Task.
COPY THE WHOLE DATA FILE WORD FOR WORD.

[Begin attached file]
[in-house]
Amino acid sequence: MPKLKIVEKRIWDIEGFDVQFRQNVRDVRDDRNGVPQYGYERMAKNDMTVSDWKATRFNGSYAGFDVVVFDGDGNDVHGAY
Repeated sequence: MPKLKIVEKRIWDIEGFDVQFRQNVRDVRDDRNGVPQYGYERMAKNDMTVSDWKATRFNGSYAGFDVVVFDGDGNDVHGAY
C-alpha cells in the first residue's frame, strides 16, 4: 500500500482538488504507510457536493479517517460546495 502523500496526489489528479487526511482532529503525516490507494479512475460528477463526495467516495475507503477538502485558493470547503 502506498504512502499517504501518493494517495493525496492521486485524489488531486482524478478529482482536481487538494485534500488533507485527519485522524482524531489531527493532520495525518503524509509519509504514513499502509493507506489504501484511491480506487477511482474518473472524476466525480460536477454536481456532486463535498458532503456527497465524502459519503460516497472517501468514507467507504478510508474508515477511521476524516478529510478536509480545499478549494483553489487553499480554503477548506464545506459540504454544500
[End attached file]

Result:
[in-house]
Amino acid sequence: MPKLKIVEKRIWDIEGFDVQFRQNVRDVRDDRNGVPQYGYERMAKNDMTVSDWKATRFNGSYAGFDVVVFDGDGNDVHGAY
Repeated sequence: MPKLKIVEKRIWDIEGFDVQFRQNVRDVRDDRNGVPQYGYERMAKNDMTVSDWKATRFNGSYAGFDVVVFDGDGNDVHGAY
C-alpha cells in the first residue's frame, strides 16, 4: 500500500482538488504507510457536493479517517460546495 502523500496526489489528479487526511482532529503525516490507494479512475460528477463526495467516495475507503477538502485558493470547503 502506498504512502499517504501518493494517495493525496492521486485524489488531486482524478478529482482536481487538494485534500488533507485527519485522524482524531489531527493532520495525518503524509509519509504514513499502509493507506489504501484511491480506487477511482474518473472524476466525480460536477454536481456532486463535498458532503456527497465524502459519503460516497472517501468514507467507504478510508474508515477511521476524516478529510478536509480545499478549494483553489487553499480554503477548506464545506459540504454544500